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Comment: Former library book. Pages are smooth and clear, with minimal folds or creases. Minor page curl. No markings or labels other than on covers, title pages and book edges. Minor to moderate surface and edge wear to cover. *** Fast Amazon shipping, delivery tracking number, no-hassle return policy - your satisfaction is guaranteed!
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The Warrior's Apprentice Hardcover – February 15, 2002

4.4 out of 5 stars 148 customer reviews
Book 4 of 15 in the Vorkosigan Saga Series

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Editorial Reviews

Review

"The pace is breathless, the characterization thoughtful and emotionally powerful, and the author's narrative technique and command of language compelling. Highly recommended". --Booklist

From the Publisher

This volume is a high-quality hardcover reprint of the novel previously published by Baen in mass-market paperback form.
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Product Details

  • Hardcover: 309 pages
  • Publisher: NESFA Press; First Edition edition (February 15, 2002)
  • Language: English
  • ISBN-10: 1886778272
  • ISBN-13: 978-1886778276
  • Product Dimensions: 1.2 x 6 x 8.8 inches
  • Shipping Weight: 1.2 pounds (View shipping rates and policies)
  • Average Customer Review: 4.4 out of 5 stars  See all reviews (148 customer reviews)
  • Amazon Best Sellers Rank: #924,495 in Books (See Top 100 in Books)

Customer Reviews

Top Customer Reviews

Format: Mass Market Paperback Verified Purchase
I'm getting tired of writing reviews about how absolutely perfectly wonderful these books are; there's like, twelve of them, and then there are books where they compiled two into one and gave it a different name... So just read the list below and go get the first book or books, and then go buy all the rest of them because you won't want to stop reading them, and annoy your friends because you miss what they were saying because you were too busy reading and didn't really want to go out Friday night anyways because you've still got another 3 books in the series to read.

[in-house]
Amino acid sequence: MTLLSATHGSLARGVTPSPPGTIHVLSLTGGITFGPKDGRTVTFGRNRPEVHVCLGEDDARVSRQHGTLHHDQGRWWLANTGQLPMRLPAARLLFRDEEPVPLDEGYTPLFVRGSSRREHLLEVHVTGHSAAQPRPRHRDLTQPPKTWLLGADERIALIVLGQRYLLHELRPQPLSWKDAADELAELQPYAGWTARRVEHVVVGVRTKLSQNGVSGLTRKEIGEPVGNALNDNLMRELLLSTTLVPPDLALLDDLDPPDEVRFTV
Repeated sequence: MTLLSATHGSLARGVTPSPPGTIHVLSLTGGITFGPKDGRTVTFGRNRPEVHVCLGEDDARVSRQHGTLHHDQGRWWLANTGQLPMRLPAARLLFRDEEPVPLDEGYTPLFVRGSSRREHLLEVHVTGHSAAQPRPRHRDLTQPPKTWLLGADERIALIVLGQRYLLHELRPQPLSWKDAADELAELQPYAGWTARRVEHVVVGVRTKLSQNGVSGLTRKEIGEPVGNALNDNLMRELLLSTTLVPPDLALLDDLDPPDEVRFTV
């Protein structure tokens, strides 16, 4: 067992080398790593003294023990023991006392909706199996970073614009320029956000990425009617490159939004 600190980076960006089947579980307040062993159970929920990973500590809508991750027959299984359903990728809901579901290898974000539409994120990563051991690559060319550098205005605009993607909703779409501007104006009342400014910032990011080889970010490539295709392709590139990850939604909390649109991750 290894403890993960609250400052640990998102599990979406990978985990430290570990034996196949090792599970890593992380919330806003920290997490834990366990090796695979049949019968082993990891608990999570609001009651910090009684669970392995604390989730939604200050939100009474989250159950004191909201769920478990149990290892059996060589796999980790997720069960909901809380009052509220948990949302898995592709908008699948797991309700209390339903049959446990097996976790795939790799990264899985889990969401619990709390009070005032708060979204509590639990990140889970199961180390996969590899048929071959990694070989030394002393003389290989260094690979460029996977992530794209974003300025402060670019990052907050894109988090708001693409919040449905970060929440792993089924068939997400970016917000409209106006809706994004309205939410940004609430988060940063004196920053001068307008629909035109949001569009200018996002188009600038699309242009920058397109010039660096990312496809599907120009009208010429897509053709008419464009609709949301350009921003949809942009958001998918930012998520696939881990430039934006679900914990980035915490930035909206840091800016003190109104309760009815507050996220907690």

Ok? Ok.
Shards of Honor
Barayar
(these two books are also combined into "Cordelia's Honor")
The Warrior's Apprentice
Short Story: The Mountains of Mourning
(all short stories are contained in "Borders of Infinity")
The Vor Game
Cetaganda
Ethan of Athos
Short Story: Labyrinth
Short Story: The Borders of Infinity
Brothers in Arms
The Borders of Infinity
Mirror Dance
Memory
Komarr
A Civil Campaign
Diplomatic Immunity
Now click on the bit where it says I was very helpful with this review, only it's a lie because I just got you hooked on something that's gonna take up a whole bunch of your time reading and make people think you're a complete geek when you want to do nothing but talk about how wonderful these books are.
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Format: Mass Market Paperback
The Warrior's Apprentice is the third book in Vorkosigan series - if you're going by internal chronology - and the first book with Miles as the main character. Although Shards of Honor is excellent, and Barrayar is quite good, Warrior's Apprentice is where this series really takes flight.
Miles is one of the classic characters of modern SF - Bujold has created someone who is exceptional in many ways (brilliant strategist, painfully intelligent, lucky as hell) and who is still likeable, because she allows him to have flaws and weaknesses - quite a few of them, in fact. Unlike, for example, Honor Harrington in David Weber's series, Miles is fully three-dimensional, and such a fascinating guy that it would be interesting to read *anything* about him.